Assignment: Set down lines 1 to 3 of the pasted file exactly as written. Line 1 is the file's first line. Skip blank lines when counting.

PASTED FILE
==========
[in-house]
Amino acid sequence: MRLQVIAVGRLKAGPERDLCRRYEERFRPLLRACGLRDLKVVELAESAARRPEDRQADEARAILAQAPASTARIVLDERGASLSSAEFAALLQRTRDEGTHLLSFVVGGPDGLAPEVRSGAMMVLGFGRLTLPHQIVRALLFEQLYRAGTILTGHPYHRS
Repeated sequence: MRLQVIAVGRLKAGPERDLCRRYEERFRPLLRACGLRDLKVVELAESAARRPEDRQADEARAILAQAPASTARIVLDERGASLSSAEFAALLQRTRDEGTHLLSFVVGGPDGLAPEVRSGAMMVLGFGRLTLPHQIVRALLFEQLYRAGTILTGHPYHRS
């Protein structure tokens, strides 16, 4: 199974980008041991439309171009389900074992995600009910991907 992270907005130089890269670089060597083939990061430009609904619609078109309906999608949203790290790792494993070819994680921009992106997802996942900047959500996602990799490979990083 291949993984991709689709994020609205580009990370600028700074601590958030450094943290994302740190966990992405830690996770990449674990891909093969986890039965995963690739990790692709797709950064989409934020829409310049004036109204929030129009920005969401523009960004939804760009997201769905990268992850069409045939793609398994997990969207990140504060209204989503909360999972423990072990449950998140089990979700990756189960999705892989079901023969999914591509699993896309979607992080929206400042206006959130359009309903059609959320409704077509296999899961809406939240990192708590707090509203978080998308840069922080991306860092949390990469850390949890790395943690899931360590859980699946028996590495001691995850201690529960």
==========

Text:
[in-house]
Amino acid sequence: MRLQVIAVGRLKAGPERDLCRRYEERFRPLLRACGLRDLKVVELAESAARRPEDRQADEARAILAQAPASTARIVLDERGASLSSAEFAALLQRTRDEGTHLLSFVVGGPDGLAPEVRSGAMMVLGFGRLTLPHQIVRALLFEQLYRAGTILTGHPYHRS
Repeated sequence: MRLQVIAVGRLKAGPERDLCRRYEERFRPLLRACGLRDLKVVELAESAARRPEDRQADEARAILAQAPASTARIVLDERGASLSSAEFAALLQRTRDEGTHLLSFVVGGPDGLAPEVRSGAMMVLGFGRLTLPHQIVRALLFEQLYRAGTILTGHPYHRS